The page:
See previous entries for today.
So, on in the pouring rain with lovely blue sky beyond. We stopped at Batcombe, which comes from Saxon and means ‘Bat’s Valley’. Nearby is an iron age fort which possibly dates back to the Bronze Age. We entered the porch to find a locked door, an empty church without even a sign of the Ride and Stride day advertised on the leaflet. We were subsequently told that bad attendance in previous years i.e. no one turning up, had dampened the enthusiasm of the volunteers somewhat. Totally understood.
Not to be deterred we started on what was to prove the most interesting part of our quest. We arrived at Upton Noble which has a beer festival once a year. The village itself has quite a history which you can read about at your further leisure.
In the porch we were greeted by a lady reading a book. She explained that the church itself had to be locked due to building work, and this happened too late to tell the printers of the leaflet. Never mind. We chatted on and I soon detected having been married once to a German woman that she was speaking High German (Hochdeutsche Mundarten), one used by intellectuals and cultured people. She came from an area known as the Ruhrpot (Ruhrgebiet) and was practicing as a lawyer before moving to UK after many years living in various spots in the world with her husband.
Susanna Deverell now works as a relationship therapist having previously worked for Relate for many years. I find her website most refreshing and original, very much a breath of fresh air. Anyone who is remotely interested in therapies of any kind should visit the site for a model in creativity. She is ‘out of the box’ not reactively but pro-actively with plenty of pepper and salt. Love it.
She discussed how she does not take sides but helps people to move forward and self empower, possibly from an enhanced sense of self recognition and self worth. I discussed my own work with chakras and dowsing and mentioned its analytic and catalytic value. Francoise my wife discussed her skill of EFT, Emotional Freedom Technique. We both discussed the rewards of inviting people into our home and the desire to do this professionally more often.
How to communicate abstract ideas with Somerset people who may be fixed in their ways or limited in their perspectives? I suggested that we base a lecture on story telling, a device used at our mother’s knee.
Off again to our last church before the 4pm deadline, the Church of St . Mary, Witham Friary. This is a Grade 1 building, 1200 The french influences on this church were legion but mostly lost on me. It was used by monks at the nearby Friary and has something to do with their being no separation between the nave and the altar.
The learned historian who was attending did his best with our very general questions. We contented ourselves with buying an historical guide book and some marmalade. My wife loves home made marmalade and will never refuse a decent offer.
On the way we passed a pub called the Seymour Arms which looked old fashioned to put it mildly. It was here where we had the climactic experience of the afternoon, as if the previous encounters had been less than satisfying. It’s worth noting that “this pub has probably changed very little over the last fifty or so years. Built in the 1860’s as a hotel to serve the nearby Mid-Somerset GWR branch railway station, it was part of the Duke of Somerset’s estate. Sadly, in the 1960’s, Mr Beeching closed the station, and the hotel became a quiet country pub”. Err not exactly quiet as any loud conversation and laughter echos around the stone walls so much so that you have to shout to be heard during busy times.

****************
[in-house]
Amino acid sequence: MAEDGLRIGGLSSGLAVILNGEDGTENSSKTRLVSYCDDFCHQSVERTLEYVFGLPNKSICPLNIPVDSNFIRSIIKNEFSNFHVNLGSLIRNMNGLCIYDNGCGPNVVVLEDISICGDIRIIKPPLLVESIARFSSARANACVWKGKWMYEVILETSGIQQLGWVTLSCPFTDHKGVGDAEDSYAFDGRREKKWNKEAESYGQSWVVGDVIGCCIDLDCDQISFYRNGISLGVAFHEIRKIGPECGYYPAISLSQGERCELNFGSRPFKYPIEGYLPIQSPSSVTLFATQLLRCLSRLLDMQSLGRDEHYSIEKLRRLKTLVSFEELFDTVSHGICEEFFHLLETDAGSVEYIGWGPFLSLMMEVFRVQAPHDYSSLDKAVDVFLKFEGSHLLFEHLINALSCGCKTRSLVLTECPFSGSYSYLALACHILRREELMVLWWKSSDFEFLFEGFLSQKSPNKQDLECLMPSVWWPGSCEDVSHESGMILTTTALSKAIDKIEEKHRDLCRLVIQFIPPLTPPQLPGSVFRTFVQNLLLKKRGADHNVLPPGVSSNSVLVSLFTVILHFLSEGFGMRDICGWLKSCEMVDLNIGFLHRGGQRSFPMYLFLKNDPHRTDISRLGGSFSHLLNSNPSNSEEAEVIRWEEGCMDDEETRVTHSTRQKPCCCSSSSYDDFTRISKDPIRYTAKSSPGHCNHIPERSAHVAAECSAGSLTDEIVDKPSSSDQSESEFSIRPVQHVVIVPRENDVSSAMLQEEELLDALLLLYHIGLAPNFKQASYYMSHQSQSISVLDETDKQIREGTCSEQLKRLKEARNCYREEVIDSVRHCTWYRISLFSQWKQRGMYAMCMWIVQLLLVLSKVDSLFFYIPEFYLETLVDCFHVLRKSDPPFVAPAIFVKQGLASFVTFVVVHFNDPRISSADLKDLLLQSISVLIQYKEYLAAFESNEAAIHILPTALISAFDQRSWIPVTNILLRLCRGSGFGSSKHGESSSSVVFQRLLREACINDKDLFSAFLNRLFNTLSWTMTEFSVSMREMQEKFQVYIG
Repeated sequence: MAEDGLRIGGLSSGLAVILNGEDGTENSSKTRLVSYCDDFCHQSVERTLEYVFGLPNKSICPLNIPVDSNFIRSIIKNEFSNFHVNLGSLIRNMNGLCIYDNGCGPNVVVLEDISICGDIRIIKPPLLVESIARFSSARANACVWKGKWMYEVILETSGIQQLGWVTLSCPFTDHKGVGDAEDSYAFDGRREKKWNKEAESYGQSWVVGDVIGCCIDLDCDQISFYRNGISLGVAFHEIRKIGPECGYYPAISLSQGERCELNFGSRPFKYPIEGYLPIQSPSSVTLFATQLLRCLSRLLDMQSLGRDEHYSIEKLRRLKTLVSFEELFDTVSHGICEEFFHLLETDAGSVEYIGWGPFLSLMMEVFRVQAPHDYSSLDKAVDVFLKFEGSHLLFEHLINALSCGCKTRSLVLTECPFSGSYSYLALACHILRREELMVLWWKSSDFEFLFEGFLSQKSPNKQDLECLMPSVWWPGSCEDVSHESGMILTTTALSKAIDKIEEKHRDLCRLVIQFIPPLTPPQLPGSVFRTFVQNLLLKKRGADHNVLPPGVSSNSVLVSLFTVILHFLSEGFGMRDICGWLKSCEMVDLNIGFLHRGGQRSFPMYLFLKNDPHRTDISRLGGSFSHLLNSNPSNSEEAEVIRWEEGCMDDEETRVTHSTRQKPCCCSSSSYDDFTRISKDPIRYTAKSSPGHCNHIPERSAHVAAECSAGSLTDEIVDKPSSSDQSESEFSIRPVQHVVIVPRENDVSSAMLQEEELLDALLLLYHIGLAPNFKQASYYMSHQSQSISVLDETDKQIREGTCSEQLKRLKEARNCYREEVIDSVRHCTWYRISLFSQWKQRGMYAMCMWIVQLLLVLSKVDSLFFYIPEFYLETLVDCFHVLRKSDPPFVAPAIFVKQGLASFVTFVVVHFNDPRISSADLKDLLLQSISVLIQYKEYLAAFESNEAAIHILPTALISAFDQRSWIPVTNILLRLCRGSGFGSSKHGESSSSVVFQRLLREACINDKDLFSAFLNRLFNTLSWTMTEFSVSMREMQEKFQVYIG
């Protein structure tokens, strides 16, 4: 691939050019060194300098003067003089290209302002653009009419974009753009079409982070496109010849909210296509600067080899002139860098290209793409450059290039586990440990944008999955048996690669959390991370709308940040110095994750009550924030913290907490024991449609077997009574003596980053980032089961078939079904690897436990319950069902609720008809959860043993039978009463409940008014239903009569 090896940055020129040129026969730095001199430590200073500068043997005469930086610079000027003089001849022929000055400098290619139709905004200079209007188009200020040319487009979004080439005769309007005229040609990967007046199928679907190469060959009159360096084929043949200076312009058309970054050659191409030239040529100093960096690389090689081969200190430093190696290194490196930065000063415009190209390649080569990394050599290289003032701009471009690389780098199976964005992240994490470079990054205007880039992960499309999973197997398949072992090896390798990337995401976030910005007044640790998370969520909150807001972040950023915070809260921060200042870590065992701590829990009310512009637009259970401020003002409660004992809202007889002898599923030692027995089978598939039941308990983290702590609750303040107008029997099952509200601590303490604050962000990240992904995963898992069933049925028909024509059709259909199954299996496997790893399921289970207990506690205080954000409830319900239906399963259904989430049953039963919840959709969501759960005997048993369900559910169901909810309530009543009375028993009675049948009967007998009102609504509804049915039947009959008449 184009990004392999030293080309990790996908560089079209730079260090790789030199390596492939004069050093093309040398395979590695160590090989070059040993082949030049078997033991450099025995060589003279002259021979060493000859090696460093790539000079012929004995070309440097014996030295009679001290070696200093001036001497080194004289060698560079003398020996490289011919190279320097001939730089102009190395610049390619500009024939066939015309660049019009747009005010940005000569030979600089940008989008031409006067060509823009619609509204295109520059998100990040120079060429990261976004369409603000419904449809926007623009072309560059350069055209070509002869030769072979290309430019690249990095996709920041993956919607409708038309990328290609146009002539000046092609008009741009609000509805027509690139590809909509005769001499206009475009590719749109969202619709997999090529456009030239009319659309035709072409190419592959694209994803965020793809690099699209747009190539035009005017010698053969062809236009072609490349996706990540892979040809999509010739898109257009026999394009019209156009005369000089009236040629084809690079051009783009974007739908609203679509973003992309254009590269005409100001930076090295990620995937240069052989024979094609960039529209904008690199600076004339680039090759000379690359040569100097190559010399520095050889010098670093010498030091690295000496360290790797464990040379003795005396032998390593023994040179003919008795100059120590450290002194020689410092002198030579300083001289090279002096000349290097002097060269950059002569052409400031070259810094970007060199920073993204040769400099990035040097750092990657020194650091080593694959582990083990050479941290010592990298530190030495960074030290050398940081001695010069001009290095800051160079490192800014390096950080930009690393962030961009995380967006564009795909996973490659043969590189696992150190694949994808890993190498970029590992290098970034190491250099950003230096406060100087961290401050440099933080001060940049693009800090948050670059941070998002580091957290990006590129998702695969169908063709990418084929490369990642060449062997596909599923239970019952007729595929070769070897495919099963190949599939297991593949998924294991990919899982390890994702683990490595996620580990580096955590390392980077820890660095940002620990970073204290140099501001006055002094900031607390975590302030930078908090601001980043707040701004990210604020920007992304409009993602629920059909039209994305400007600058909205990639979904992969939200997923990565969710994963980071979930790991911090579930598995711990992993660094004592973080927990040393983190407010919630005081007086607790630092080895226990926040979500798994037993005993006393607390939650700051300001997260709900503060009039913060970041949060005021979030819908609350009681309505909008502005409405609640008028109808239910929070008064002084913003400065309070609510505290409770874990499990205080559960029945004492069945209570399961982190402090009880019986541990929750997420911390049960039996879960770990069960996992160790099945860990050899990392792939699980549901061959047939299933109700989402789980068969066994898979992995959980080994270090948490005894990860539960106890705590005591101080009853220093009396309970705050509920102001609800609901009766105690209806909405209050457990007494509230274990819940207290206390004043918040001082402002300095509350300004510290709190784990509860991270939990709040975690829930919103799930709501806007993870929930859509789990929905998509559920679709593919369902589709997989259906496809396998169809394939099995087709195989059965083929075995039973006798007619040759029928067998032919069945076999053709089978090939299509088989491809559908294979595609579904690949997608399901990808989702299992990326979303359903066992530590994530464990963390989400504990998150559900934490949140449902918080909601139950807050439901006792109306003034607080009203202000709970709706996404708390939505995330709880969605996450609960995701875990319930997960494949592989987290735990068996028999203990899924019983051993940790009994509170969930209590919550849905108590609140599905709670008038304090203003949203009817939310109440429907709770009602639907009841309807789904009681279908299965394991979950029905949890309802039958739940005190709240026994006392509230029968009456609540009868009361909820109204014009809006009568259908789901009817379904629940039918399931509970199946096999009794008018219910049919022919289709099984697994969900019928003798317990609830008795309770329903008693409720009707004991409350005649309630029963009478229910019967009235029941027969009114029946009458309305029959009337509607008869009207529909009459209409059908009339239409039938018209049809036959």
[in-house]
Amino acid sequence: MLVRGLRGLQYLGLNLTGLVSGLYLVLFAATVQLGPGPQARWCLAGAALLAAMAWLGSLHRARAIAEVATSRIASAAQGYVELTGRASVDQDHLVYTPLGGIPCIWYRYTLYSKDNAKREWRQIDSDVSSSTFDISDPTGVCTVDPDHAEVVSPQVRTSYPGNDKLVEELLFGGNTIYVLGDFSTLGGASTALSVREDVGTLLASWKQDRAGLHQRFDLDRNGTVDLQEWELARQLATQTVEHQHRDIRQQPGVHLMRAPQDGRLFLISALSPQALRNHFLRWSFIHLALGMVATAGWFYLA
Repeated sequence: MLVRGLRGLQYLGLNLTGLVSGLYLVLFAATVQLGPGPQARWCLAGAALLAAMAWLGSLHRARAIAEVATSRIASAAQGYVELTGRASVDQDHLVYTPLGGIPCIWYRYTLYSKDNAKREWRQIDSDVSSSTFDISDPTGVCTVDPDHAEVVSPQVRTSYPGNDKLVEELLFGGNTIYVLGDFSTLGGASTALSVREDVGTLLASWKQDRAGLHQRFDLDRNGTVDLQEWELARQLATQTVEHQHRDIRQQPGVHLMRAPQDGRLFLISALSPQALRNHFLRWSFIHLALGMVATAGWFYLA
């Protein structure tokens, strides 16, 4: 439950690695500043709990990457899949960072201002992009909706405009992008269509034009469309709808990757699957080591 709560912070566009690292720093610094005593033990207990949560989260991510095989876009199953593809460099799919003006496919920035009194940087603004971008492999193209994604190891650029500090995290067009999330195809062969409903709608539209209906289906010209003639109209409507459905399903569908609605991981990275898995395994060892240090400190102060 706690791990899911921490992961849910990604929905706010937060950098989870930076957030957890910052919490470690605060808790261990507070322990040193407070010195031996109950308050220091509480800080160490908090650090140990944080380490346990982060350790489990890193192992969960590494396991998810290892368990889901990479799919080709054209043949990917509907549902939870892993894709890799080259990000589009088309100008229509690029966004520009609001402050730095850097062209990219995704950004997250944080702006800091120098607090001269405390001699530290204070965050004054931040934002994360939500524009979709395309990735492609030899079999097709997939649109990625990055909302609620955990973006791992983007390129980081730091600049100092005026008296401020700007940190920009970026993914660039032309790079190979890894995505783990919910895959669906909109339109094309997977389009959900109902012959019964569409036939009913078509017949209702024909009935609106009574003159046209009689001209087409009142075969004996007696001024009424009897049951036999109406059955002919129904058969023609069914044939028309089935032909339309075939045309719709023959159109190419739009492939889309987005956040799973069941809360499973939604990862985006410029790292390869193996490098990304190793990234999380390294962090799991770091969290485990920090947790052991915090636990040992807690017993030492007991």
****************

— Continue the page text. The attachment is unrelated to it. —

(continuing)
A quote from Trip Advisor
“This is a pub where time has stood still. We went in search of Somerset Cider and were recommended this pub….There is no food served but you can bring your own. There is an extensive garden with a BBQ. The inside of the pub is really quite something and reminds of many Irish Village pubs 30 years ago. There are a range of real ales and cider. Prices are very good value for the cider. Definitely a place to visit for a Sunday lunch time drink with a picnic”.
We entered and were immediately involved in a conversation with a very extrovert landowner type complete with Berber jacket. One person was ranting on about not separating from the European Union. He seemed an interesting chap so we struck up a conversation. We talked of politics, the BBC which we both mistrusted and then spoke of South Africa.
We unbeknown to this chap, Peter, had been to SA many times so shared many stories about the working temperament of the local workers, President Zuma and the Gypta Brothers and the fact that we both missed being there. He worked there and met and married an Afrikaans wife. Well – that did it. Off we went and I further found out that he was a Samuel Pepys fan and had read all nine volumes of his diary.
I noted that there were no opening hours listed anywhere so maybe such formalities are not enforced especially with a Free House. However I discover the ‘official’ hours which are 11-3, 6-11 M-F, 11-4, 6-11 Sat, 12-11 Sun. The pub has been in the same family for generations. I enclose a picture which does not do justice to the primitive nature of the establishment. As for prices, I did not object to paying £2.20 for a pint of local cider.
So, off home after four of the most entertaining hours I can remember for some time. Just when I thought it could not get better, it did.
And now to trying to remember it all.